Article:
Risk Factors for MS

After the "What next?" and the "What is going to happen to me?" type of questions that typically follow diagnosis, eventually most of us living with MS get around to pondering "Why did this happen to me?" We want to know if it was something we did or something that we were exposed to that may have led to us developing MS.

Why people develop MS is still a mystery to researchers. We do know that a variety of risk factors combine to create the "perfect storm" in certain individuals that leads to development of MS.
Two theoretical risk factors that have pretty solid evidence behind them are vitamin D insufficiency and exposure to certain infections.
The EnvIMS study is a large multinational case-control study that looked at people in Italy and Norway. It included 733 people with MS and 1438 controls (people without MS) from Italy and 959 people with MS and 1718 controls from Norway. Researchers collected data on childhood and adolescent sun exposure (sun exposure is necessary for vitamin D production) and sunscreen use by using a self-administered questionnaire. Here is what they found:
  • In both Italy and Norway, there was a significant association between less sun exposure and developing MS. 
  • In Norway, the association between low exposure to sunlight and MS was strongest in people who reported the lowest amount of sun exposure in the summer between the ages of 16 and 18, while in Italy, the people who reported the least summer sun exposure between the ages of 0 and 5 were the almost twice as likely to have MS. 
  • Interestingly, people who had the highest use of sunscreen in early childhood (0 to 6 years) in Norway were also more likely to have MS.

These findings indicate that there may be an important age variation in sun exposure in relation to MS risk.
Another risk factor that seems to contribute to people's risk of developing MS is infection. While it is very unlikely that infections directly cause MS, it does appear that certain infections may make certain people more likely to develop MS. For instance, Epstein-Barr virus (the virus that causes mononucleosis) increases a person's risk of developing MS by two- or three-fold.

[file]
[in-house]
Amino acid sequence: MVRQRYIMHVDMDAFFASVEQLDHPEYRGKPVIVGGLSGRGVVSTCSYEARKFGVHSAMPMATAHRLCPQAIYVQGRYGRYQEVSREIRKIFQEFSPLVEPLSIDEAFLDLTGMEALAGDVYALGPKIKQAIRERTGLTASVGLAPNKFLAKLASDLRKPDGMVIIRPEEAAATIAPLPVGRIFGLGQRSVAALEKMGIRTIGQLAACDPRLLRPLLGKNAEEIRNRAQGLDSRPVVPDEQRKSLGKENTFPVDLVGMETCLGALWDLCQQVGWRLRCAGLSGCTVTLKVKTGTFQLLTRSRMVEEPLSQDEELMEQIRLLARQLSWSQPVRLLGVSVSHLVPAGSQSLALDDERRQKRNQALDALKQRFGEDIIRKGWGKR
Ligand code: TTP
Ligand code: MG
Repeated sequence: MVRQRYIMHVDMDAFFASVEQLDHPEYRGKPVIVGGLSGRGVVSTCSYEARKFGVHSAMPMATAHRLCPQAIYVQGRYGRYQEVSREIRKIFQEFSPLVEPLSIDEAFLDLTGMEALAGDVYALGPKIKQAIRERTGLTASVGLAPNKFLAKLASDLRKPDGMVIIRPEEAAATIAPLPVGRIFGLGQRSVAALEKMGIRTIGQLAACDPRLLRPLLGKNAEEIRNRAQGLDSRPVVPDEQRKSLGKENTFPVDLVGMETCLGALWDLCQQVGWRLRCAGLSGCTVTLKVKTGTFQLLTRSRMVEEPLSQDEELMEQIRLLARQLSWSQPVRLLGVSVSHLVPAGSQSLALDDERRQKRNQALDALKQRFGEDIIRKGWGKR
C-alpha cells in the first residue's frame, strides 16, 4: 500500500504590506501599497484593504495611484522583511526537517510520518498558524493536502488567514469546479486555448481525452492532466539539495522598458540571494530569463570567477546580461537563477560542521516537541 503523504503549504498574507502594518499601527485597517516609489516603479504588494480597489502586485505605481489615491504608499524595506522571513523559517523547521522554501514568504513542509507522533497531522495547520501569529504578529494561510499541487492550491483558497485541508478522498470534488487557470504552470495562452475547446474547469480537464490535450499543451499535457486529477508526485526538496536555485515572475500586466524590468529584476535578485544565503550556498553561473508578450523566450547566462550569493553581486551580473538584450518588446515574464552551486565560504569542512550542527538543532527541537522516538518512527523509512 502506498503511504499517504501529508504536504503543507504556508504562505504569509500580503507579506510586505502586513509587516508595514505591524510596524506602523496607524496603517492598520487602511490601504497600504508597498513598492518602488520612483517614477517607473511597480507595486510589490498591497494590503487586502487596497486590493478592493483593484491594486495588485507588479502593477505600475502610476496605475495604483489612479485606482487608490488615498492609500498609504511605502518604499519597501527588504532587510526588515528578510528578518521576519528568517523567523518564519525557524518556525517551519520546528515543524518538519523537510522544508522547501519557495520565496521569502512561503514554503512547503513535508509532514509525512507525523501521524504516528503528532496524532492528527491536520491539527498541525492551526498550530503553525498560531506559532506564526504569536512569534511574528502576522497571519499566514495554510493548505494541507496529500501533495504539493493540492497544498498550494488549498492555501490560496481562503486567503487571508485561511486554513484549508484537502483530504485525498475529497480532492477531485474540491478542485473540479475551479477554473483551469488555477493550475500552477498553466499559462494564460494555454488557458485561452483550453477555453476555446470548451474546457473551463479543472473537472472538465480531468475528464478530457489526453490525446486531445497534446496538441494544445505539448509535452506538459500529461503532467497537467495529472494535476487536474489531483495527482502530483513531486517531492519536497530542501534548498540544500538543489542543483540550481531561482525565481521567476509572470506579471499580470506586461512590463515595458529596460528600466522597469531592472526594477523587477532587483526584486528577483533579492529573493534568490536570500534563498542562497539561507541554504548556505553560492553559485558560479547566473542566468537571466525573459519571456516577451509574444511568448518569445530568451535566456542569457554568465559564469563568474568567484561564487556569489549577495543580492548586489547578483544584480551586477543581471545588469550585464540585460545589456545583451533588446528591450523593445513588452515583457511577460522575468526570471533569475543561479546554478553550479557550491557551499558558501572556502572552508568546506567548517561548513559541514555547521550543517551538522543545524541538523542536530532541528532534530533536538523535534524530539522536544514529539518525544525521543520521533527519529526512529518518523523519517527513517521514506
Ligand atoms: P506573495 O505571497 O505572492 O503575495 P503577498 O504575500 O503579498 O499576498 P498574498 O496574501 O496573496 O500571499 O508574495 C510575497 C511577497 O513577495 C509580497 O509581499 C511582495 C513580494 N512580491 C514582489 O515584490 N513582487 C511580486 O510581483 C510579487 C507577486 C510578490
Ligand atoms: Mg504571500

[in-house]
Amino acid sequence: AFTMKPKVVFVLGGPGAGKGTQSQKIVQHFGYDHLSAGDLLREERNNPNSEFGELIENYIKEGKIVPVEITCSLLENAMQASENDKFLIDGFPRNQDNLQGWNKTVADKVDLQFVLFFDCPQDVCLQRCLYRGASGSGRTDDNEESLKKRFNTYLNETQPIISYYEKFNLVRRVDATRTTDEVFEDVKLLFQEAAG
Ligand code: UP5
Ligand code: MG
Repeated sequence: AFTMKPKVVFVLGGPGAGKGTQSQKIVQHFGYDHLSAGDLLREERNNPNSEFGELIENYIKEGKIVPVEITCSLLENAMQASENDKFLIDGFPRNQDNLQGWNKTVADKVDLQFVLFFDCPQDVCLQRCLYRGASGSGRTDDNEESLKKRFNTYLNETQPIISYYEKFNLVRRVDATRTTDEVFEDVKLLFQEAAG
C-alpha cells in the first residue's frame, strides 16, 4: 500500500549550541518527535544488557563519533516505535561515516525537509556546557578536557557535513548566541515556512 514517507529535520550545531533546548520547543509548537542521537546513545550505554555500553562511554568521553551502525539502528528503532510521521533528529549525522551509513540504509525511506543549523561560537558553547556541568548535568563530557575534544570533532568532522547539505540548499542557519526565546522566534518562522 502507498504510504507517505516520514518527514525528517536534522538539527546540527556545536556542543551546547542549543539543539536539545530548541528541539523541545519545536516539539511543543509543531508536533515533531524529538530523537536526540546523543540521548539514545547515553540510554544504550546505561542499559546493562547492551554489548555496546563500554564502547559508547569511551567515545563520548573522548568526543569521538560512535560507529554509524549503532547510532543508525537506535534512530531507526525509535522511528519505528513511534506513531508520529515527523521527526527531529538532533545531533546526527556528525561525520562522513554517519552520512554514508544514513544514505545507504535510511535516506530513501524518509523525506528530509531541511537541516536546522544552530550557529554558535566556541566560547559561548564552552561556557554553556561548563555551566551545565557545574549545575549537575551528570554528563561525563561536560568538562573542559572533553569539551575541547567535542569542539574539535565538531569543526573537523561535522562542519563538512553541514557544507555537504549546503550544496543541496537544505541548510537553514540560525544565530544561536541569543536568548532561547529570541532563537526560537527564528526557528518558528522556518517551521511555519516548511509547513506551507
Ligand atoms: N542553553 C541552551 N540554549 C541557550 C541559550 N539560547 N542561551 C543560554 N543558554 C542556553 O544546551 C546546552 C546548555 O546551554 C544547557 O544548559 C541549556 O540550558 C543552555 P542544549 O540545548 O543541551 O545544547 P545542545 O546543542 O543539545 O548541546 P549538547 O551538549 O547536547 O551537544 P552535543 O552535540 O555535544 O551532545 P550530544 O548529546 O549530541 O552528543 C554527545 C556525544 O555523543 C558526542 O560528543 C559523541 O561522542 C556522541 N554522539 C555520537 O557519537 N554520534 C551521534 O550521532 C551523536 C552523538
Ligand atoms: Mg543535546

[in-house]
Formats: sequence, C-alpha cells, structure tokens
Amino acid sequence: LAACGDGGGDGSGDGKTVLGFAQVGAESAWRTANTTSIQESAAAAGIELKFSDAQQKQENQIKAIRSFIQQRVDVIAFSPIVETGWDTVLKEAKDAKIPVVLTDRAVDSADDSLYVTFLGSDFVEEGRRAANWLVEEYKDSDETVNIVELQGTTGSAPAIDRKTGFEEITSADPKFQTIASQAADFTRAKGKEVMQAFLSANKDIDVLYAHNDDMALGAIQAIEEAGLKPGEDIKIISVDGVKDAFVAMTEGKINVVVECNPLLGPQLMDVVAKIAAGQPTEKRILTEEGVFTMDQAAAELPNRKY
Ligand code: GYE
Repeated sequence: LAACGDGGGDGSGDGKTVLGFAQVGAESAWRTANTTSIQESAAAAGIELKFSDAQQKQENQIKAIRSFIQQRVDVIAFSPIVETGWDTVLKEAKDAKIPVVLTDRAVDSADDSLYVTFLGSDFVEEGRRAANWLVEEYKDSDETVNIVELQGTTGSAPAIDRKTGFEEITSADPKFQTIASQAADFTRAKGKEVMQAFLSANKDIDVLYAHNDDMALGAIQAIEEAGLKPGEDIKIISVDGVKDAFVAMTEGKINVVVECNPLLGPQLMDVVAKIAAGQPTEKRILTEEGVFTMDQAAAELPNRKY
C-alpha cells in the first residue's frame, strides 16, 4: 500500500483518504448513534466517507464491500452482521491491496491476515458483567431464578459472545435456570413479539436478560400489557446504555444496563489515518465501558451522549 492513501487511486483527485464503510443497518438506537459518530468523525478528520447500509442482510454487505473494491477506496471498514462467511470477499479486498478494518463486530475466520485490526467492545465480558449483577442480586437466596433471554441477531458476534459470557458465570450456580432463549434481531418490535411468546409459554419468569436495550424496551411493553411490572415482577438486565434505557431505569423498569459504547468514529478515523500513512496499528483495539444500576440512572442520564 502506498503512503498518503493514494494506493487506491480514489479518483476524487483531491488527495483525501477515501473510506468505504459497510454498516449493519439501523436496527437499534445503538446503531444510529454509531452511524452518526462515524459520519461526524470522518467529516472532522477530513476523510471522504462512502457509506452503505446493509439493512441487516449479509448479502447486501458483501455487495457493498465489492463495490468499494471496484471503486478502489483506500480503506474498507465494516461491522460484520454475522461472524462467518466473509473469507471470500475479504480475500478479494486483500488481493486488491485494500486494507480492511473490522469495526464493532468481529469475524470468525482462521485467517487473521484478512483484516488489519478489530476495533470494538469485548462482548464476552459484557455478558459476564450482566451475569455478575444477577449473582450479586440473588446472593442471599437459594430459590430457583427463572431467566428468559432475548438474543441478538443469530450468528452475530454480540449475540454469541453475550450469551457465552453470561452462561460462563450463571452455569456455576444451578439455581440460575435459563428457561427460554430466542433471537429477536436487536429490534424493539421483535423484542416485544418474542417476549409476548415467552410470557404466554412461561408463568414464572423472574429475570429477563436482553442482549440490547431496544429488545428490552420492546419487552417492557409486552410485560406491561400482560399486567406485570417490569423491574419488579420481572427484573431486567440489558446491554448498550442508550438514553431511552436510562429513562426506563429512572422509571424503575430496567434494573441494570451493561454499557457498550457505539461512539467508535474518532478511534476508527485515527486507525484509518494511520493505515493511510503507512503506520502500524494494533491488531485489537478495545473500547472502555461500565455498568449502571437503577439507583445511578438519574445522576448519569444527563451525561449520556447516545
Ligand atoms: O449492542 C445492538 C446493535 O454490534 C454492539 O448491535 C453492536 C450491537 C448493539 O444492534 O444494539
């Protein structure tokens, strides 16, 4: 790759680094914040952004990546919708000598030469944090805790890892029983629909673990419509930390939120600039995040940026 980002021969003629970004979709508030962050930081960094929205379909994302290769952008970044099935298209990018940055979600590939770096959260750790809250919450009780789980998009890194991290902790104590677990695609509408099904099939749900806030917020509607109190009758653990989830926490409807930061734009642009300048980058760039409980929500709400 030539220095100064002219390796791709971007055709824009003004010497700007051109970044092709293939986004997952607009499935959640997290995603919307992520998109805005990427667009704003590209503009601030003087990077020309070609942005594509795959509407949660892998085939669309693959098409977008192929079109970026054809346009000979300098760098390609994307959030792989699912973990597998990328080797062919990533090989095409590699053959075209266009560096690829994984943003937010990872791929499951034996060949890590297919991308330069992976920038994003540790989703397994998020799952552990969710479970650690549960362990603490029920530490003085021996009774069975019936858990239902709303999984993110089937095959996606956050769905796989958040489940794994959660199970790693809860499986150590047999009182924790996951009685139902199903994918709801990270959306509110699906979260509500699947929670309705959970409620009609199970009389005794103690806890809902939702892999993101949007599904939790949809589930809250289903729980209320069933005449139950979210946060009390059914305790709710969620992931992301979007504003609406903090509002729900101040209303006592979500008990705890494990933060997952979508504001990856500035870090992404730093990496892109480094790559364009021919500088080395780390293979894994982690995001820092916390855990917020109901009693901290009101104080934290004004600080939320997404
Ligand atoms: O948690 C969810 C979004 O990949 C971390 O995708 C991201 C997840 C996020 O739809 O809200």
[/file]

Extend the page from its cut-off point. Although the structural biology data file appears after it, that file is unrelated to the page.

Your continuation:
One theory involves certain viruses, called human endogenous retroviridae (HERV). Humans were infected with these viruses millions of years ago and over the ages, the viral DNA became part of the human genome. It is postulated that, under certain conditions, some of these HERV may be able to form infectious virions, which could contribute to that kind of inflammation seen in MS. Research has shown that infections such as Epstein-Barr virus increase the production of HERV virions. It could be that the "right" combination of an infection and particular variant of HERV may lead to MS.
What does this research mean? There is not too much that we can do to prevent contracting Epstein-Barr virus (an estimated 96% of adults in the general population have been infected with EBV). However, sun exposure in early childhood and adolescence may be an important factor in preventing MS in later years. Outdoor activities for young people in all seasons are important for many reasons, and now it looks like lowering risk of MS can be added to the list of benefits. (It should be noted that no one is discouraging sensible use of sunscreen, which should absolutely be applied during the times when the sun is most intense, from 10:00 am to 2:00 pm, especially during the hot months.)
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Julie Stachowiak, PhD

Julie is the author of the Multiple Sclerosis Manifesto, the winner of the 2009 ForeWord Book of the Year Award in the Health Category. She is an epidemiologist who is also a person living with MS, Julie has an in-depth understanding about current research and scientific developments around MS. She also has first-hand knowledge of the frustrations and anxiety surrounding the disease, as she had MS for at least 15 years before receiving a diagnosis in 2003 and has had several relapses since her diagnosis.